Cantor also noted that the “Transit-oriented Development Zone is important to the town’s growth,” and allows for higher-density, transit-supported uses. Currently there are two zones, in proximity to the Flatbush and Elmwood CTfastrak station, but additional transit could be accessible in that area in the future. Cantor noted, “We are on the state plan for a rail station in this area.”

West Hartford Mayor Shari delivered her annual State of the Town address on March 18, 2024. Photo credit: Ronni Newton

Transit-oriented development can be approved at the administrative level by the Town Planner, and the two projects in various stages include:

  • The Jayden, at 579 New Park Avenue, with 70 units of which 14 will be affordable. There is a site plan application pending approval; and
  • Elmwood Lofts, a five-story mixed-use building at 1051-1061 New Britain Avenue in the former Puritan Furniture complex. The most recent site plan application calls for 117 units, of which 15% (18) will be affordable. This project also received a roughly $1 million Brownfield Remediation grant from the state. The plan is expected to be approved this month.

While the overall grand list impacting this year’s budget had a very slight increase, West Hartford’s economy is thriving. Motor vehicle values dropped due to a post-pandemic correction in the value of used cars, and while there was a high level of investment in home improvements, the majority of the major developments in the pipeline have not yet been included. “In the meantime we’ve got a lot of building going on,” said Cantor, but due to the incomplete state, only a fraction of the full value counted when the grand list was calculated as of Oct. 1, 2023.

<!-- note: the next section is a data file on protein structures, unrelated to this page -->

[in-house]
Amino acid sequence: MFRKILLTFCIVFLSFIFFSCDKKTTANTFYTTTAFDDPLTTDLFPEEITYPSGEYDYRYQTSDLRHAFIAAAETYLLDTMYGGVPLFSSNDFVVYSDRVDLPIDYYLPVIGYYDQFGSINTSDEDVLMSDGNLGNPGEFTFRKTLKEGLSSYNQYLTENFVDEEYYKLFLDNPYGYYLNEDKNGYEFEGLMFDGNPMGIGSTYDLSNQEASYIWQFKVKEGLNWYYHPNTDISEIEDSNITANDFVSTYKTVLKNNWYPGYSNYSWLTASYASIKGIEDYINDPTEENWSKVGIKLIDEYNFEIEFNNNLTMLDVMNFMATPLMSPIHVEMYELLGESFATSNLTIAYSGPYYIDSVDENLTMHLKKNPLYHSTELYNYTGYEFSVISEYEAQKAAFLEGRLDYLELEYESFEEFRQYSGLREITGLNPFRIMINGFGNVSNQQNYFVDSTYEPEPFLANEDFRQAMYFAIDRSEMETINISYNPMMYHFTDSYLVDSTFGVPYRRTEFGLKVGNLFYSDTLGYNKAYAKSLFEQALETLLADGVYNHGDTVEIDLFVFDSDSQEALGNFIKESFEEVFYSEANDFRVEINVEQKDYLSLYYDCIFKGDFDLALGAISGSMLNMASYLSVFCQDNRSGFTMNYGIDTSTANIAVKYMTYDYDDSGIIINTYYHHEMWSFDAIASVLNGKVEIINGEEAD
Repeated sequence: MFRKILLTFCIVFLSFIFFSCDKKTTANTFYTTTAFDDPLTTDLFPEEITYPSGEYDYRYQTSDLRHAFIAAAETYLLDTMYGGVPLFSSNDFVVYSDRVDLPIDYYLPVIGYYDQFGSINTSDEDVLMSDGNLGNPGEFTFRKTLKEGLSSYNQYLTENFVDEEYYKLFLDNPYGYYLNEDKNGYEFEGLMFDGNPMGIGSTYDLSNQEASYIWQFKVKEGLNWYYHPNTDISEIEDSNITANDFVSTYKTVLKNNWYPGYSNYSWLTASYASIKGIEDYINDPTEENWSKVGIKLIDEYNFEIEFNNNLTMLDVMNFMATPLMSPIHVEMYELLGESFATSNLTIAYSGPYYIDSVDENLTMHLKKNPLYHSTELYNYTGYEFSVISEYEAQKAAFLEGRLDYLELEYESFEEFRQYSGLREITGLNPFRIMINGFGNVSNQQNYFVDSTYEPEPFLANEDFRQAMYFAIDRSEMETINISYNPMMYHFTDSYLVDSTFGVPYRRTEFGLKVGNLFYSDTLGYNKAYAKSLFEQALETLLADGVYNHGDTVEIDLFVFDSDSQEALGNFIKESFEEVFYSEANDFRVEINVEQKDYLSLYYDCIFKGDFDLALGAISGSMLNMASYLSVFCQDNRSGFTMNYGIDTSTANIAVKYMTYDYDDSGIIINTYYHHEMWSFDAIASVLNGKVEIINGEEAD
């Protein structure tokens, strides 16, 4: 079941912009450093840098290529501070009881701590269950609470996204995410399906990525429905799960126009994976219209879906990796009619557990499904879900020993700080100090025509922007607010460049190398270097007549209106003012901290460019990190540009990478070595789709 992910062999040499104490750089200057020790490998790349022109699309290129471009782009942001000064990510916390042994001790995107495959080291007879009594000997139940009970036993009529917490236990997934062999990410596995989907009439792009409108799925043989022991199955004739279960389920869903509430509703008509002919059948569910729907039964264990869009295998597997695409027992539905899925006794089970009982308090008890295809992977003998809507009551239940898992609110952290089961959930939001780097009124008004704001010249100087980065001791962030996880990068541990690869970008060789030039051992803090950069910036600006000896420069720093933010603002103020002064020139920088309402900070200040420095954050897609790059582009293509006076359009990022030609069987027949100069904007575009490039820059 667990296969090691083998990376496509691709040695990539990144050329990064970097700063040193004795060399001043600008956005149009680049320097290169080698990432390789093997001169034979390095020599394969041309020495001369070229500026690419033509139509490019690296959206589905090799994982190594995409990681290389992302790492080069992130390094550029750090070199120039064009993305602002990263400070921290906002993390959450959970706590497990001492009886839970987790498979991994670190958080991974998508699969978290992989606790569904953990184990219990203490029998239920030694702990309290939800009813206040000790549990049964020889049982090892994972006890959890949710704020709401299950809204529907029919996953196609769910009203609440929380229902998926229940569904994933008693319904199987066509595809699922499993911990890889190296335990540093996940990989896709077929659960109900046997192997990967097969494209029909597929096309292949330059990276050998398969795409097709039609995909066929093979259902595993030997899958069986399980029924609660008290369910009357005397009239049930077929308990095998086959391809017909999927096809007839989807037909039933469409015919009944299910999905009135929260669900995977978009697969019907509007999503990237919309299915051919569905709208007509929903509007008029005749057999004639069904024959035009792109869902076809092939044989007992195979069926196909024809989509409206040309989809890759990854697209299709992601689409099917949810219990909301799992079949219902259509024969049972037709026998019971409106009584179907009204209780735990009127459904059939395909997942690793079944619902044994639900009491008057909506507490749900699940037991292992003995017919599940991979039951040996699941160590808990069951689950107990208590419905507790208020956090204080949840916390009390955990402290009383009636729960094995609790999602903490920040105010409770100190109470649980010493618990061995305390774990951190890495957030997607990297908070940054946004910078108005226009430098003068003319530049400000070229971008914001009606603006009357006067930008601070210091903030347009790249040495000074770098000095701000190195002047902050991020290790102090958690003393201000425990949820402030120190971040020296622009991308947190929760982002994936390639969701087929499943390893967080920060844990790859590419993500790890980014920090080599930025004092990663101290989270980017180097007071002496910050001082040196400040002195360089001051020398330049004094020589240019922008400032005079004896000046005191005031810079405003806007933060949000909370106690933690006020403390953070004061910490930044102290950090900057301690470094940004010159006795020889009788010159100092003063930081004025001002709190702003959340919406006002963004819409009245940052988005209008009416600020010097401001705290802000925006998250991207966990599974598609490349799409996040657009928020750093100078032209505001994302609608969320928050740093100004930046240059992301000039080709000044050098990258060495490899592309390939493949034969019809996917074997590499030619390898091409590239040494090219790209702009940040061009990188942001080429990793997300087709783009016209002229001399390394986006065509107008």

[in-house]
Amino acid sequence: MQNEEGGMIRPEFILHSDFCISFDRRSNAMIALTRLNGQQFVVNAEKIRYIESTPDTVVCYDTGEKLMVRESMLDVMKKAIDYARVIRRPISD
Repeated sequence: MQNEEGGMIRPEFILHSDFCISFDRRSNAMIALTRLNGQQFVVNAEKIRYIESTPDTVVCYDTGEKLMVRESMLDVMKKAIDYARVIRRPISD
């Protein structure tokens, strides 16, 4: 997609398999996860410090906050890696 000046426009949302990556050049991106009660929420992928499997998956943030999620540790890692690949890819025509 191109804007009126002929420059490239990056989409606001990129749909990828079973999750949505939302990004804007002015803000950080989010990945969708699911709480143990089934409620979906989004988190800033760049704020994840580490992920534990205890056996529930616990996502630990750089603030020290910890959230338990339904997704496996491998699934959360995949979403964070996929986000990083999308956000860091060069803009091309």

The Building Department has been very busy, and has performed more than 1,500 inspections for the One Park project alone. In 2023, they processed 7,511 building permits, and staff has been added which has dropped the average processing time dramatically.

Exciting news is happening across all business districts, Cantor noted, quoting an article by Kim Knox Beckius in the March/April issue of Yankee Magazine that starts with the line, “I’ve never been to Paris in the springtime, but I’ve been to West Hartford. … Connecticut’s own little slice of Europe is one of those ‘if you know, you know’ places that many travelers overlook.” The article continues to tout the variety of cuisine available throughout town.

Cantor briefly highlighted the success of Westfarms at a time when many malls are struggling, West Hartford as the chosen location for the expansion of bank headquarters and branches, and new or expanded businesses across all sectors, across all parts of town.

West Hartford Center, which created what Cantor refers to as “gardens of eating” amid the pandemic, will have outdoor dining again this season, she said. Reconstruction of LaSalle Road and Farmington Avenue, which had been initially planned to commence this summer, is still in the design stage and Cantor said the details on applying for outdoor dining for this year will be available soon.

Also on tap for this summer is a ribbon-cutting for the installation of the 10,000-pound tail of Conny the whale on the banks of  Trout Brook, planned for June 2 which is the anniversary of the date of the whale’s original installation at the Children’s Museum.

Triumph is located at 1 Charter Oak Boulevard, West Hartford. Photo credit: Ronni Newton (we-ha.com file photo)

The positive business news is not just restaurants and retail. Cantor also highlighted the efforts of many that led to the announcement that Triumph will be opening its state-of-the art Thermal Solutions Development Center at the company’s existing campus at One Charter Oak Boulevard. “Keeping Triumph is important to our economy and Connecticut’s,” Cantor said, noting that 50 additional employees to the 400-employee workforce.